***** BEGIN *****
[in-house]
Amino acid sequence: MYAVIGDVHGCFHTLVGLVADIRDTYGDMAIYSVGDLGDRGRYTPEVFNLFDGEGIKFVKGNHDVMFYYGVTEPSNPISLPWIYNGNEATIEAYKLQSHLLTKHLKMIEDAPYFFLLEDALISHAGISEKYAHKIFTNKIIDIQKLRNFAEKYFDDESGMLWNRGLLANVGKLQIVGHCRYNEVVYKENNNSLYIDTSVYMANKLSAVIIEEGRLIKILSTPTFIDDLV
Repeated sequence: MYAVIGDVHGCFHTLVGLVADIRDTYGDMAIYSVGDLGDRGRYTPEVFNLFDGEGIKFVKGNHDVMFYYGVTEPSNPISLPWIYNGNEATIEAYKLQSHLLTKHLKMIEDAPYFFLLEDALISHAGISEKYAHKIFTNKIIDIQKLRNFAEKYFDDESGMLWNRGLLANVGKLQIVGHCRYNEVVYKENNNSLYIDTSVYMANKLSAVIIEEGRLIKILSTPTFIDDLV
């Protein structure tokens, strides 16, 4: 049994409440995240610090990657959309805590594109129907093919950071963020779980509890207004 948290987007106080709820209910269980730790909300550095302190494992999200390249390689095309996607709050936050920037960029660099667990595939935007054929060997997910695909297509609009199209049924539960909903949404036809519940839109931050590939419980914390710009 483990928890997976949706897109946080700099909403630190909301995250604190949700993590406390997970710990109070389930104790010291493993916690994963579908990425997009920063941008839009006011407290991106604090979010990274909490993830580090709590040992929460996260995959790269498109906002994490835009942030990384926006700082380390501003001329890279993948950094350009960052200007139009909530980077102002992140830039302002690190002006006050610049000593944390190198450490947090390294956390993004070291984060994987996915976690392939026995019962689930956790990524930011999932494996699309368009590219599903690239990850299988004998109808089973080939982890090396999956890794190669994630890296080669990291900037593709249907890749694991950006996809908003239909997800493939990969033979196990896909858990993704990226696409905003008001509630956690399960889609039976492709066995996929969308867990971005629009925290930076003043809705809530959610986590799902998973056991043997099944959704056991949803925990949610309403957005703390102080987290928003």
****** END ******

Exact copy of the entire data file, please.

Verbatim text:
[in-house]
Amino acid sequence: MYAVIGDVHGCFHTLVGLVADIRDTYGDMAIYSVGDLGDRGRYTPEVFNLFDGEGIKFVKGNHDVMFYYGVTEPSNPISLPWIYNGNEATIEAYKLQSHLLTKHLKMIEDAPYFFLLEDALISHAGISEKYAHKIFTNKIIDIQKLRNFAEKYFDDESGMLWNRGLLANVGKLQIVGHCRYNEVVYKENNNSLYIDTSVYMANKLSAVIIEEGRLIKILSTPTFIDDLV
Repeated sequence: MYAVIGDVHGCFHTLVGLVADIRDTYGDMAIYSVGDLGDRGRYTPEVFNLFDGEGIKFVKGNHDVMFYYGVTEPSNPISLPWIYNGNEATIEAYKLQSHLLTKHLKMIEDAPYFFLLEDALISHAGISEKYAHKIFTNKIIDIQKLRNFAEKYFDDESGMLWNRGLLANVGKLQIVGHCRYNEVVYKENNNSLYIDTSVYMANKLSAVIIEEGRLIKILSTPTFIDDLV
């Protein structure tokens, strides 16, 4: 049994409440995240610090990657959309805590594109129907093919950071963020779980509890207004 948290987007106080709820209910269980730790909300550095302190494992999200390249390689095309996607709050936050920037960029660099667990595939935007054929060997997910695909297509609009199209049924539960909903949404036809519940839109931050590939419980914390710009 483990928890997976949706897109946080700099909403630190909301995250604190949700993590406390997970710990109070389930104790010291493993916690994963579908990425997009920063941008839009006011407290991106604090979010990274909490993830580090709590040992929460996260995959790269498109906002994490835009942030990384926006700082380390501003001329890279993948950094350009960052200007139009909530980077102002992140830039302002690190002006006050610049000593944390190198450490947090390294956390993004070291984060994987996915976690392939026995019962689930956790990524930011999932494996699309368009590219599903690239990850299988004998109808089973080939982890090396999956890794190669994630890296080669990291900037593709249907890749694991950006996809908003239909997800493939990969033979196990896909858990993704990226696409905003008001509630956690399960889609039976492709066995996929969308867990971005629009925290930076003043809705809530959610986590799902998973056991043997099944959704056991949803925990949610309403957005703390102080987290928003």